So, regardless of what the Queen or anyone else thought about the possibility of locking him up for just being anti-British, it looks like the security services did the right thing. When he wasn’t breaking the law they watched him, and used him as an informant: ‘MI5 saw the mosque as a "honeypot", and were prepared to let Hamza operate and monitor which extremists came, and also collect Hamza's information.’. Yes, he may have got people to pledge allegiance to Bin Laden, but translating that to a terrorist conviction would be difficult. When it was felt that his actions could lead to harm, they looked to see what they could arrest him for. This isn’t a narrative that fits with the ‘government let him do what he wanted so as not to upset Muslims’ argument. That argument doesn’t stack up anyhow: wars against Iraq, Afghanistan, changing lots of laws, outlawing Islamist groups, accusing the Muslim Council of Britain of not helping… none of this looks like the acts of a government afraid of upsetting Muslims.
If there was evidence that groups in Finsbury Park mosque or Abu Hamza and friends were actively plotting terrorist attacks in the UK then I’ve absolutely no doubt that the security services would have stepped in. The problem we have in the UK now is that people believe that Abu Hamza was plotting, they believe that terrorists are everywhere, and that they are being allowed to go about their business unimpeded.
Amusingly, the below-the-line discussion of the case showed how some people believe in the truth of some things that never happened, or have poor memories of when they did. One poster suggested that Abu Hamza incited murder on a weekly basis while the police did nothing except prevent ‘EDL members from attacking him’. Given that the EDL wasn’t formed until 5 years after his arrest, the poster is either getting the EDL and the National Front mixed up, or thinks that Abu Hamza was allowed to do his street preaching for far longer than is true.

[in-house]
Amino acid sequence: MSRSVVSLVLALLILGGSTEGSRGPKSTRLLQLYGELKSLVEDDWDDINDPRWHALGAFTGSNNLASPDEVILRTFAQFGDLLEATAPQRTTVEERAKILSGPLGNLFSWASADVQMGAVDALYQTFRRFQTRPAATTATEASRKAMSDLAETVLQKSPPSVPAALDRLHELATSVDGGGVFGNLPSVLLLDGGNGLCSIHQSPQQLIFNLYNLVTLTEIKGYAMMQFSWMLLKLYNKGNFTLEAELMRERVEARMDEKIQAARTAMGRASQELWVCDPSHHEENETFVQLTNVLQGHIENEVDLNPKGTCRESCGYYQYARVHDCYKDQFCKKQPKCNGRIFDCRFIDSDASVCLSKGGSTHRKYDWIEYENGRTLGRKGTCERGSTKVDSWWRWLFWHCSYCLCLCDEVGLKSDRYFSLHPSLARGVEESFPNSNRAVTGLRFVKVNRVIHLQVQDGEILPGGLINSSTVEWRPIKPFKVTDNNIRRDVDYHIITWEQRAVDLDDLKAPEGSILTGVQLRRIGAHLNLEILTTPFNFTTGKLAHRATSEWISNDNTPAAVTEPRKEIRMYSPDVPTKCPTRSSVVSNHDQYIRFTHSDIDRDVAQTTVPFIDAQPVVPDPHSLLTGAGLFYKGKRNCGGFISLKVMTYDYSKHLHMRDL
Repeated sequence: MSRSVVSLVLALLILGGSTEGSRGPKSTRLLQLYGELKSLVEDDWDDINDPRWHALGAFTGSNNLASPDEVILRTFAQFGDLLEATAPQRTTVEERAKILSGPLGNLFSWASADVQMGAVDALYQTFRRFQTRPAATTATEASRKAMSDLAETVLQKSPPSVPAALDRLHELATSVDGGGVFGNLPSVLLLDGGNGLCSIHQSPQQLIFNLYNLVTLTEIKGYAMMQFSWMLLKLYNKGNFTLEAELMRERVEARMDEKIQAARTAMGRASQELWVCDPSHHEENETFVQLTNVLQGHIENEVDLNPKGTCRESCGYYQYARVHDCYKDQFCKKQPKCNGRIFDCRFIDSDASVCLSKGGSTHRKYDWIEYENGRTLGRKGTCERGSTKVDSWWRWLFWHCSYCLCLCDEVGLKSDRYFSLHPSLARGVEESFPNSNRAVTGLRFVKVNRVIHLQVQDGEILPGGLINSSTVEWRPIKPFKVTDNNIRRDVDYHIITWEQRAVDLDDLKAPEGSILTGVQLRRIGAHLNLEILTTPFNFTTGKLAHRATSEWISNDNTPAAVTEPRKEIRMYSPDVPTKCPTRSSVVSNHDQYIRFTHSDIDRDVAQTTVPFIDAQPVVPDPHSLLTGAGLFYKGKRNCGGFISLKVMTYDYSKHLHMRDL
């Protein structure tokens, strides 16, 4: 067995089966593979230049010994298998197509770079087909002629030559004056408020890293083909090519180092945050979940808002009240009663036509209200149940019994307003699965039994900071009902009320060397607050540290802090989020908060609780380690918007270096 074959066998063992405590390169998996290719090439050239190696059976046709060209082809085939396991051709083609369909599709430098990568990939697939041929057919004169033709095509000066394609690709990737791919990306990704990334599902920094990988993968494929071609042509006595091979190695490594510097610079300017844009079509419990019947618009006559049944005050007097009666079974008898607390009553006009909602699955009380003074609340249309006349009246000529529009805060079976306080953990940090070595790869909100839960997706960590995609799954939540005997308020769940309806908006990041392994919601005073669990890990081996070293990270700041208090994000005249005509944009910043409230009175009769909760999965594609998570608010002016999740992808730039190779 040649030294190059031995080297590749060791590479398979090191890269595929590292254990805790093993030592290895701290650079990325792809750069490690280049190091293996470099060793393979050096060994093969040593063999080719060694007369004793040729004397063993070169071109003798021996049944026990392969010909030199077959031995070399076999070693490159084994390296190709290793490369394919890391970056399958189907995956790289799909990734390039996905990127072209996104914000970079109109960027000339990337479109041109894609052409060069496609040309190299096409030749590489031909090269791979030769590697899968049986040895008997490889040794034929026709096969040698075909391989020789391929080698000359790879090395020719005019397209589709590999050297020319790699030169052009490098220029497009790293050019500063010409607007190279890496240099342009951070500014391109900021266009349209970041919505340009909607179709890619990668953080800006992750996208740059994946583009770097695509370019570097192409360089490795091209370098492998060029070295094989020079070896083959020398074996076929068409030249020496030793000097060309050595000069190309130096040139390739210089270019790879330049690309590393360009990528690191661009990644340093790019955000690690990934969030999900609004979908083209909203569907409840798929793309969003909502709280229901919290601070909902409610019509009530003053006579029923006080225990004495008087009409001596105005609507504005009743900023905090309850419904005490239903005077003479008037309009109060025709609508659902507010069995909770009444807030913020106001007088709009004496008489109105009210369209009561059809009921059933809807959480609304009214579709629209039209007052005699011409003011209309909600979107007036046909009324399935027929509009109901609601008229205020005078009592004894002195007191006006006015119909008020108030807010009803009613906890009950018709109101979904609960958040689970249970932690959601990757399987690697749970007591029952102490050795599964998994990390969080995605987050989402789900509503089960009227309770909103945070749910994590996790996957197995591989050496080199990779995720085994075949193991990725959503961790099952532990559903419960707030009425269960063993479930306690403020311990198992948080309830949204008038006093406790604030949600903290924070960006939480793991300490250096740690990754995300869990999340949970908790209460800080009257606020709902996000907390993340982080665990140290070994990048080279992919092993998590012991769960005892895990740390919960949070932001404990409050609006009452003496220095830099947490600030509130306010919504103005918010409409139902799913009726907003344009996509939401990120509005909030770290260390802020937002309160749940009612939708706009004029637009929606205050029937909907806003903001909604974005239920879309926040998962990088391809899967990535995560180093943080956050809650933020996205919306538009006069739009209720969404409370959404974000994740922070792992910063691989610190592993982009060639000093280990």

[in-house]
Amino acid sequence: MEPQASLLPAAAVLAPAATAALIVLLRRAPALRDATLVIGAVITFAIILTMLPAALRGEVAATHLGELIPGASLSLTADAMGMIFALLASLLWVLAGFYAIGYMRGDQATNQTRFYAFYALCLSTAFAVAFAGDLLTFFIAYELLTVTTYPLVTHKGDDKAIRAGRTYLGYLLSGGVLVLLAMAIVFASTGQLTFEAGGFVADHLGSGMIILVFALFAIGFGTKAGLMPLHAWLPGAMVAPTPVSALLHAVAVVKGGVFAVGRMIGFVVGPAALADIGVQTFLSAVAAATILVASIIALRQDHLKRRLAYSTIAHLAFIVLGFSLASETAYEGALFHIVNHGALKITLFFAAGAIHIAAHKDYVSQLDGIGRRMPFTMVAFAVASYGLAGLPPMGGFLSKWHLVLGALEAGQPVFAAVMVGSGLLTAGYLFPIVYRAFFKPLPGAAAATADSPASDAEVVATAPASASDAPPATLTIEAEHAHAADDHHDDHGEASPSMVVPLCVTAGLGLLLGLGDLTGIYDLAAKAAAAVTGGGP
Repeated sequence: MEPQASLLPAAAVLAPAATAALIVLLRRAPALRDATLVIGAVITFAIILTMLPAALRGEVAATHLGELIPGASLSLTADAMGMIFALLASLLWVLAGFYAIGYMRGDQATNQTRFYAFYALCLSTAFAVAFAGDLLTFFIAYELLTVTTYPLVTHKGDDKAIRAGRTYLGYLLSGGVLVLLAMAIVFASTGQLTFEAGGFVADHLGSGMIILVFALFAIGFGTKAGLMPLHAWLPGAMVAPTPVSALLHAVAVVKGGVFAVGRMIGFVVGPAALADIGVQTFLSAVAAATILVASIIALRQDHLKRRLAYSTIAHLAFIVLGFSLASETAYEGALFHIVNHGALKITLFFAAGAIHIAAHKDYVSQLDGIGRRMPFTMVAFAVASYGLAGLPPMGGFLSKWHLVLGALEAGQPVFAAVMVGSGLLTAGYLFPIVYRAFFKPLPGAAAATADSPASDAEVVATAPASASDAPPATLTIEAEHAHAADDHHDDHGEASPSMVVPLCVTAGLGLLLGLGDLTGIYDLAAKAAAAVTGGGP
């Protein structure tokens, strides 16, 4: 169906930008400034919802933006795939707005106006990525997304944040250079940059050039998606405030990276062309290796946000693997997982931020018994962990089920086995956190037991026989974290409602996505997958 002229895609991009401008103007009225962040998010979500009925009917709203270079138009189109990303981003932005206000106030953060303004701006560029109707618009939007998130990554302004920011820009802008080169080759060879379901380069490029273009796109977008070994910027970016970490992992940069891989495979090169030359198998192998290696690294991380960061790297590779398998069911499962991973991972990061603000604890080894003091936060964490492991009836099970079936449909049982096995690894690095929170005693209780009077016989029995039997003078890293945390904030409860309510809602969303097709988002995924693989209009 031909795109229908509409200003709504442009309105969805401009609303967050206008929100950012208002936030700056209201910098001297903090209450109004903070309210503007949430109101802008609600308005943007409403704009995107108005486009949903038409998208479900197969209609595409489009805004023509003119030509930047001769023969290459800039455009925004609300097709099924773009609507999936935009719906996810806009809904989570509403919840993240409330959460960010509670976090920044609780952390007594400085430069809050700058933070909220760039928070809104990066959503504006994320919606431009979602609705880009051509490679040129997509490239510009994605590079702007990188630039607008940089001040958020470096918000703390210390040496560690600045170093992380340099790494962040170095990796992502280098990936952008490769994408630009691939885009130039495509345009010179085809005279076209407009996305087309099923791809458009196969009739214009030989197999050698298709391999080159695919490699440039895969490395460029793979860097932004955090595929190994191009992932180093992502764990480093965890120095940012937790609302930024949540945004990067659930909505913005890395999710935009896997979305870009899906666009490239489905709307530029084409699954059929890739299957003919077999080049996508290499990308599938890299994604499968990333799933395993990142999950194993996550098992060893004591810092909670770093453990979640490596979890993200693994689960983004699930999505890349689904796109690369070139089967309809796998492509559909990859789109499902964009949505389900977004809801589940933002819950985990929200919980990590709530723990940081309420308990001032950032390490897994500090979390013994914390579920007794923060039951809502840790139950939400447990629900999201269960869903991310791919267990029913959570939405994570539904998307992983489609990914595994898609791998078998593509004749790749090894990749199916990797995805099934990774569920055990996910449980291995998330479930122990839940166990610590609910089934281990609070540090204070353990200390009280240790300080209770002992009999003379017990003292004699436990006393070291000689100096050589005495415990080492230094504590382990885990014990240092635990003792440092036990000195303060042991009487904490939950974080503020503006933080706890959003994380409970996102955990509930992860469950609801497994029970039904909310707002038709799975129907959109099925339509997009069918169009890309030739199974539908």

The best, though, was the poster who got off topic and mentioned Anjem Choudary and al-Muhajiroun. The argument was sound: if someone breaks the law then prosecute them, and the media shouldn’t put the minority extremists on TV just to cause controversy. But as part of this argument he/she asked: ‘his followers went to Wootton Bassett to protest, how many of them were there? Not [more] than a few hundred.’
But the Wootton Bassett protest never happened. It was talked about, but it did not occur. We are in such thrall to the fear of extremism that there is no need for actual extremist acts. Just rumours that they might occur is enough to make us angry.
It’s argued that terrorists win when people change their ways of life in fear of terrorism. Implicit in the Queen's question was the idea that we should be able to lock up people who are vocally anti-British, whether or not that is against the law. Laws have been changed to give us the most extensive anti-terrorism legislation in the world, some of which has been overturned as it did not have the necessary checks and balances. Public opinion (including the Queen) sometimes seems to suggest that we need to suspend the rule of law: that's the last thing we need.